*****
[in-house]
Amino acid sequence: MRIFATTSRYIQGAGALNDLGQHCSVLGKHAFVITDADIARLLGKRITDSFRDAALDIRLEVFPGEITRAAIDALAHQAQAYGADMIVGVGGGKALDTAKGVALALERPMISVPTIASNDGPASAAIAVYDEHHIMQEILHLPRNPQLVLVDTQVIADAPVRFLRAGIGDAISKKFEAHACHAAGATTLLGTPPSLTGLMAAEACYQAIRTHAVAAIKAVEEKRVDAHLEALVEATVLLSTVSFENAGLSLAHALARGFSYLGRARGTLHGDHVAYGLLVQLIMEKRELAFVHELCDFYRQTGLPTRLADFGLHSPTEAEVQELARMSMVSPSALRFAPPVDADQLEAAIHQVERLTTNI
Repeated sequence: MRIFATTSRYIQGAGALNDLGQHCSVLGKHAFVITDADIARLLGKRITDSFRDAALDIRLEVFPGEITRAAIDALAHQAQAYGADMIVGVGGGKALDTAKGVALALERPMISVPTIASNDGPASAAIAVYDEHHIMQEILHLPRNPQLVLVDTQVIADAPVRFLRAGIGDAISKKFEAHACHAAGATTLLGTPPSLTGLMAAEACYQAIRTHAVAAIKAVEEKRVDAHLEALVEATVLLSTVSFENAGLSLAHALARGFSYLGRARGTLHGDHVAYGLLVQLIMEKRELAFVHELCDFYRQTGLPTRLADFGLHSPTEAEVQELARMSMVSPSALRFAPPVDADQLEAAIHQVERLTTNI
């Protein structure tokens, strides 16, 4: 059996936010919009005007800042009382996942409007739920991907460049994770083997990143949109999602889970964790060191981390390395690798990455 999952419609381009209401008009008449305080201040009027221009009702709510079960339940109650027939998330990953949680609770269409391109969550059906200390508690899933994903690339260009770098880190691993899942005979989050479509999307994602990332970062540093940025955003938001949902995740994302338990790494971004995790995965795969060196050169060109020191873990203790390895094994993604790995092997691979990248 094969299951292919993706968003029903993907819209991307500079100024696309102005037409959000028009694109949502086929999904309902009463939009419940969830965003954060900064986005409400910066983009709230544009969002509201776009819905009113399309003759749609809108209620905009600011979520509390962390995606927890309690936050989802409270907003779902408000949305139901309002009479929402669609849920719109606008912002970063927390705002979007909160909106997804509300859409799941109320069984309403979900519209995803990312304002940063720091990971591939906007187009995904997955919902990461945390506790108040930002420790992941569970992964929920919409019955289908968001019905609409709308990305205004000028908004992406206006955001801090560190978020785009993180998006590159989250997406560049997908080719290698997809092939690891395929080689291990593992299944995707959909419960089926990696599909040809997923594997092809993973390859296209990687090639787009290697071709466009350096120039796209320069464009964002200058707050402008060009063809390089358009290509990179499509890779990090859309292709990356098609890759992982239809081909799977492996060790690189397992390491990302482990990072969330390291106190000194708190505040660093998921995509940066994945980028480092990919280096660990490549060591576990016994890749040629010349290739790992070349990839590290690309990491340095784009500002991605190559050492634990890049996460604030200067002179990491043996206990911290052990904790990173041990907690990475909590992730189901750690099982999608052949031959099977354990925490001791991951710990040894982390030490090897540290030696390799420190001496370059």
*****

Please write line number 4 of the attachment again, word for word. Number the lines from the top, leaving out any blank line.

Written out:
């Protein structure tokens, strides 16, 4: 059996936010919009005007800042009382996942409007739920991907460049994770083997990143949109999602889970964790060191981390390395690798990455 999952419609381009209401008009008449305080201040009027221009009702709510079960339940109650027939998330990953949680609770269409391109969550059906200390508690899933994903690339260009770098880190691993899942005979989050479509999307994602990332970062540093940025955003938001949902995740994302338990790494971004995790995965795969060196050169060109020191873990203790390895094994993604790995092997691979990248 094969299951292919993706968003029903993907819209991307500079100024696309102005037409959000028009694109949502086929999904309902009463939009419940969830965003954060900064986005409400910066983009709230544009969002509201776009819905009113399309003759749609809108209620905009600011979520509390962390995606927890309690936050989802409270907003779902408000949305139901309002009479929402669609849920719109606008912002970063927390705002979007909160909106997804509300859409799941109320069984309403979900519209995803990312304002940063720091990971591939906007187009995904997955919902990461945390506790108040930002420790992941569970992964929920919409019955289908968001019905609409709308990305205004000028908004992406206006955001801090560190978020785009993180998006590159989250997406560049997908080719290698997809092939690891395929080689291990593992299944995707959909419960089926990696599909040809997923594997092809993973390859296209990687090639787009290697071709466009350096120039796209320069464009964002200058707050402008060009063809390089358009290509990179499509890779990090859309292709990356098609890759992982239809081909799977492996060790690189397992390491990302482990990072969330390291106190000194708190505040660093998921995509940066994945980028480092990919280096660990490549060591576990016994890749040629010349290739790992070349990839590290690309990491340095784009500002991605190559050492634990890049996460604030200067002179990491043996206990911290052990904790990173041990907690990475909590992730189901750690099982999608052949031959099977354990925490001791991951710990040894982390030490090897540290030696390799420190001496370059």